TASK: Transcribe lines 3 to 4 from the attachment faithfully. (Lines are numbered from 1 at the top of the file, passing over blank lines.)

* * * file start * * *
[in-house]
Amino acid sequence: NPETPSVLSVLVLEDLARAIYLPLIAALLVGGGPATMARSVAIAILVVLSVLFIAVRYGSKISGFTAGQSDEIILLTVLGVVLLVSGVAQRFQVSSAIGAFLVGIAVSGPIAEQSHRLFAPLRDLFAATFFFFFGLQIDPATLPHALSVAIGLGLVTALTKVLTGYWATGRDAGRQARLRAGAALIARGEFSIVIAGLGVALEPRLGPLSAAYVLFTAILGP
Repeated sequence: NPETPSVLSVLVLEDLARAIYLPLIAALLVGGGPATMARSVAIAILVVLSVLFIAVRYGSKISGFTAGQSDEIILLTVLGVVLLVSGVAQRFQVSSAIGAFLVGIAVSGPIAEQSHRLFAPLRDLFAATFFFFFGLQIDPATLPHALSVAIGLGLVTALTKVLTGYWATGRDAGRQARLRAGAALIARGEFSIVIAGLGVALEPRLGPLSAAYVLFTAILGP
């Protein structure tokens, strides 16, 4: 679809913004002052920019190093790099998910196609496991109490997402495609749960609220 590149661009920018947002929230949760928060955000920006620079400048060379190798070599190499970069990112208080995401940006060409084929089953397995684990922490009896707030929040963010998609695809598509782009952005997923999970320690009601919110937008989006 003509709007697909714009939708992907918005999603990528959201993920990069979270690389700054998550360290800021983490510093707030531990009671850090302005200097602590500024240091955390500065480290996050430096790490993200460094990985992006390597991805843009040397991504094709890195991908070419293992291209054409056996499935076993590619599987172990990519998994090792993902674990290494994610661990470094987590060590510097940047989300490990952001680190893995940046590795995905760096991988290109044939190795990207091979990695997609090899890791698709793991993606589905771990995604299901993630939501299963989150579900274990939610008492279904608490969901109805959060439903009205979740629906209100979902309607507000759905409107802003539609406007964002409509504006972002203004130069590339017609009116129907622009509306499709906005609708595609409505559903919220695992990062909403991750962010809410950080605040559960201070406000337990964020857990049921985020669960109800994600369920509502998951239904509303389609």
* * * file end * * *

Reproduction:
Repeated sequence: NPETPSVLSVLVLEDLARAIYLPLIAALLVGGGPATMARSVAIAILVVLSVLFIAVRYGSKISGFTAGQSDEIILLTVLGVVLLVSGVAQRFQVSSAIGAFLVGIAVSGPIAEQSHRLFAPLRDLFAATFFFFFGLQIDPATLPHALSVAIGLGLVTALTKVLTGYWATGRDAGRQARLRAGAALIARGEFSIVIAGLGVALEPRLGPLSAAYVLFTAILGP
């Protein structure tokens, strides 16, 4: 679809913004002052920019190093790099998910196609496991109490997402495609749960609220 590149661009920018947002929230949760928060955000920006620079400048060379190798070599190499970069990112208080995401940006060409084929089953397995684990922490009896707030929040963010998609695809598509782009952005997923999970320690009601919110937008989006 003509709007697909714009939708992907918005999603990528959201993920990069979270690389700054998550360290800021983490510093707030531990009671850090302005200097602590500024240091955390500065480290996050430096790490993200460094990985992006390597991805843009040397991504094709890195991908070419293992291209054409056996499935076993590619599987172990990519998994090792993902674990290494994610661990470094987590060590510097940047989300490990952001680190893995940046590795995905760096991988290109044939190795990207091979990695997609090899890791698709793991993606589905771990995604299901993630939501299963989150579900274990939610008492279904608490969901109805959060439903009205979740629906209100979902309607507000759905409107802003539609406007964002409509504006972002203004130069590339017609009116129907622009509306499709906005609708595609409505559903919220695992990062909403991750962010809410950080605040559960201070406000337990964020857990049921985020669960109800994600369920509502998951239904509303389609």